Whenever there's a sun shower on Barbados, the locals like to say the devil and his wife are fighting over the cou cou stick. The expression refers to the cricket-bat-shaped cooking implement used to stir cou cou, a thick, African mash of okra and cornmeal, a dish as elemental to the island's identity as its tropical weather.
Although not as well known as the cuisines of Caribbean counterparts like Jamaica or Trinidad and lacking their incendiary heat, Bajan cooking is a world of its own, a multi-cultural stew that rewards sampling.
British sailors claimed Barbados, a coral tear dripping from the Lesser Antilles, for the Crown in 1625. Colonists quickly turned the island into the epicenter of the burgeoning sugar trade. In his 2006 book, And a Bottle of Rum: A History of the New World in Ten Cocktails, Atlantic contributor Wayne Curtis writes that by the mid-17th century Barbados produced more sugar than all the other islands in the British West Indies combined. Rum, made from the plentiful waste produced by sugar refining, soon followed. (Although the provenance of rum is still debated, Barbados is the home of the oldest continuously operating distillery, Mount Gay, founded in 1703. Malibu and several others are also based on the island.) The English, including indentured servants and prisoners; the African slaves they brought to the island; and, later, after abolition, migrant Indian laborers, all shaped the cuisine, which skews to the hearty, stick-to-your ribs variety.
"I call it a bellyful of food," laughed Laurel-Ann Morley, the author of two cookbooks, including Cooking with Rum, and chef-owner of the Caribbean restaurant The Cove in St. Joseph Parish on the island's rugged eastern coast.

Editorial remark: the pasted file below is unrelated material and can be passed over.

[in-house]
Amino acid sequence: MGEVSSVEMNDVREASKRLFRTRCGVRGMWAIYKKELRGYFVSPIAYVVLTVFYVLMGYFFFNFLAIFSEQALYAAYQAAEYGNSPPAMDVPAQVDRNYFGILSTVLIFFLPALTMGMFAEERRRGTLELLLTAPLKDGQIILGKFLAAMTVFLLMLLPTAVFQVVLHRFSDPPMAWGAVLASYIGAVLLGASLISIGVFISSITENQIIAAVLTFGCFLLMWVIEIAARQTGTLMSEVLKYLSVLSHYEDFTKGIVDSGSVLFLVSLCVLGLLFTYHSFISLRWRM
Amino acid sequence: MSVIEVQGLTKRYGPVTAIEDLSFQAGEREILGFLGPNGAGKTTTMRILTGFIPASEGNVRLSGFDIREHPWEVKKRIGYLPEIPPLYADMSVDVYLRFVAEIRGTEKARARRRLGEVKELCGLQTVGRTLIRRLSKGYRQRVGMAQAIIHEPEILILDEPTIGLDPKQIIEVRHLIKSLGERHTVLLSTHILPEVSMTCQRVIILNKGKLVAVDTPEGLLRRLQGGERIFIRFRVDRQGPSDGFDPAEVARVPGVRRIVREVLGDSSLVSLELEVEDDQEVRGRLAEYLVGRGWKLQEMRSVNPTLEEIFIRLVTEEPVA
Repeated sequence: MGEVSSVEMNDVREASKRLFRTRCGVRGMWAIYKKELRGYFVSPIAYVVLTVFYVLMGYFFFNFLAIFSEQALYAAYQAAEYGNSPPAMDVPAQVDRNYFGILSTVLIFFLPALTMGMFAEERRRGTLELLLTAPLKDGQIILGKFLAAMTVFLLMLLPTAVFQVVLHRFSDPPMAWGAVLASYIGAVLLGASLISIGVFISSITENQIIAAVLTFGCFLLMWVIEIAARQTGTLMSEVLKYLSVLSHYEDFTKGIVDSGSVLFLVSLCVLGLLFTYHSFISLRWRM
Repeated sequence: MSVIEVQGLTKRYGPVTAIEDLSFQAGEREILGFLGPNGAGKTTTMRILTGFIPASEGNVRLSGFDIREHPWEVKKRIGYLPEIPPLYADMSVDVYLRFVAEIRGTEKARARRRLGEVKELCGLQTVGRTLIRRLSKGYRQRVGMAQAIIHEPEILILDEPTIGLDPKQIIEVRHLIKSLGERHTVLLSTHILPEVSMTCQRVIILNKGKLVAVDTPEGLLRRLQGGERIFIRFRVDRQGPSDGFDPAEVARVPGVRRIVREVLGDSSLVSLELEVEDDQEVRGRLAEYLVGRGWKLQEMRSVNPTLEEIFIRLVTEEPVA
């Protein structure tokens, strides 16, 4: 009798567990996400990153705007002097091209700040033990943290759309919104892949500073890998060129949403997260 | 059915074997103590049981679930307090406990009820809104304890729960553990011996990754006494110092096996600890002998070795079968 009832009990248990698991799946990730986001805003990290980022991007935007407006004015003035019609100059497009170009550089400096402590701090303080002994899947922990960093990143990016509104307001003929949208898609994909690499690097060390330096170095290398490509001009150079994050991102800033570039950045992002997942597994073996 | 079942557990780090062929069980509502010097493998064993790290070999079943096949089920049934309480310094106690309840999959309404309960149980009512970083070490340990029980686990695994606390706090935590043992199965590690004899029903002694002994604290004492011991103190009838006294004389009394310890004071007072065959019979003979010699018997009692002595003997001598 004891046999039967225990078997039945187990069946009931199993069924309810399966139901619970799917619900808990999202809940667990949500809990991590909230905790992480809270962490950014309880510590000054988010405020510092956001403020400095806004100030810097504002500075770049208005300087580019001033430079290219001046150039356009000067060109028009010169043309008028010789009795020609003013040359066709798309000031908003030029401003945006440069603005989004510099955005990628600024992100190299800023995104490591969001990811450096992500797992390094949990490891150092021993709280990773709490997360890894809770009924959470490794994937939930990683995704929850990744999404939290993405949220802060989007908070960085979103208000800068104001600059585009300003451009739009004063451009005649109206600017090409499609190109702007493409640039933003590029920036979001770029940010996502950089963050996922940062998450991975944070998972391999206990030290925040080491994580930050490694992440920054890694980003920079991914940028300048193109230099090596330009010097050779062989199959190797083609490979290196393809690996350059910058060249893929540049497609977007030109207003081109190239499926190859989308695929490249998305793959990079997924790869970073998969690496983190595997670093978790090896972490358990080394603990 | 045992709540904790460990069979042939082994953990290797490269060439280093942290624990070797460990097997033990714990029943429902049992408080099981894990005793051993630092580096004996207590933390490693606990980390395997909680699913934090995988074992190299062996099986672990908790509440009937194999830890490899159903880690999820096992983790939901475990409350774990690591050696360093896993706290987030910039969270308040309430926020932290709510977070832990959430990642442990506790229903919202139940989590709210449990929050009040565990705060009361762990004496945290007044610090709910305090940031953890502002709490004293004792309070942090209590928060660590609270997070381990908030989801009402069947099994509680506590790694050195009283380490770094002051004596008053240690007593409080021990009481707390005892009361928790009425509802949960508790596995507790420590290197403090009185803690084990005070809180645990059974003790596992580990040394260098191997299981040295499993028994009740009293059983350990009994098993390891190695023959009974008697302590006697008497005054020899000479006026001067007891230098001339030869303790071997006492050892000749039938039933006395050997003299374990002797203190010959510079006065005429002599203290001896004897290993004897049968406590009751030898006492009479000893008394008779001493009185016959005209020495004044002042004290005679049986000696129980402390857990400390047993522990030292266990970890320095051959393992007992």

To be sure, fish is a big part of the cuisine, but dishes like roast pork and beef and goat stew are also among the island's favorite. And most protein-based dishes are served alongside starchy sides like cou cou, rice and peas, mac pie (a crusty slab of macaroni and cheese), and breadfruit, the fibrous, mildly sweet tree fruit that is ubiquitous throughout the tropical world and that Morley's restaurant prepares in an astounding 32 ways.
Happily, meals tend to be leisurely affairs, Morley said. "We take lot of time eating meals because it's a social time, a family time for us."
Perhaps that explains why more traditional Bajan-style cuisine—the bellyful kind—still thrives. In addition to The Cove, it lives on in the 166-square-mile island's hundreds of rum shops, colorfully painted former chattel houses where you can wash down a plate of fried flying fish with a rum and Coke or rum punch, topped with Angostura bitters (from neighbor Trinidad) and a dusting of freshly ground nutmeg, of course. And then there is the wildly popular Oistin's, a fresh fish market with a warren of stalls where, for less than $15, you can buy grilled and fried dolphin (as mahi mahi is known on the island), swordfish, flying fish, red snapper, and whole lobsters, plus sides. On Friday nights the place is packed—even after a recent expansion—with Bajans and tourists alike. They eat at picnic tables under Christmas lights and dance to the mix of soca and rocksteady that blares from the market's rum shops.
"We like our food," Morley said. Chances are you will too. Try one of Morley's recipes, below, for a gustatory trip to Barbados.
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